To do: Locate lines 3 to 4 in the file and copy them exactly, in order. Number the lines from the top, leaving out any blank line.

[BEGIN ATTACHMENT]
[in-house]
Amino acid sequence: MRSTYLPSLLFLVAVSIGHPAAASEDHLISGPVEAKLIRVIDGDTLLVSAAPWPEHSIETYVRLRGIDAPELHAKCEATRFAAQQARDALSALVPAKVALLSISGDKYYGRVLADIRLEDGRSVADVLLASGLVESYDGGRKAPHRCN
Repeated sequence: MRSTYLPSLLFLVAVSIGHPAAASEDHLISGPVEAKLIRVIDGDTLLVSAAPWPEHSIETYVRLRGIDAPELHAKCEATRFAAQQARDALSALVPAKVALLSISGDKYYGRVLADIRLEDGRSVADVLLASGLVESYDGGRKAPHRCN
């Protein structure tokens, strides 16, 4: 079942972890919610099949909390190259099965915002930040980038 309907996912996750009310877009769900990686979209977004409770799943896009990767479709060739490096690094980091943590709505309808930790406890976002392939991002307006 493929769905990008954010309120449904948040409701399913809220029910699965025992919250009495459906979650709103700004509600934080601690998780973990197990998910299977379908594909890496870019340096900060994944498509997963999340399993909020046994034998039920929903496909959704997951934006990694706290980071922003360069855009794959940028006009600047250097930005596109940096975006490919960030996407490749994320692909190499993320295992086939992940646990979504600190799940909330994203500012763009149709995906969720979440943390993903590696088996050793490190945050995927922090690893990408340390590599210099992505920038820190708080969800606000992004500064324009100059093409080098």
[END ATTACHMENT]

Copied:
Repeated sequence: MRSTYLPSLLFLVAVSIGHPAAASEDHLISGPVEAKLIRVIDGDTLLVSAAPWPEHSIETYVRLRGIDAPELHAKCEATRFAAQQARDALSALVPAKVALLSISGDKYYGRVLADIRLEDGRSVADVLLASGLVESYDGGRKAPHRCN
């Protein structure tokens, strides 16, 4: 079942972890919610099949909390190259099965915002930040980038 309907996912996750009310877009769900990686979209977004409770799943896009990767479709060739490096690094980091943590709505309808930790406890976002392939991002307006 493929769905990008954010309120449904948040409701399913809220029910699965025992919250009495459906979650709103700004509600934080601690998780973990197990998910299977379908594909890496870019340096900060994944498509997963999340399993909020046994034998039920929903496909959704997951934006990694706290980071922003360069855009794959940028006009600047250097930005596109940096975006490919960030996407490749994320692909190499993320295992086939992940646990979504600190799940909330994203500012763009149709995906969720979440943390993903590696088996050793490190945050995927922090690893990408340390590599210099992505920038820190708080969800606000992004500064324009100059093409080098």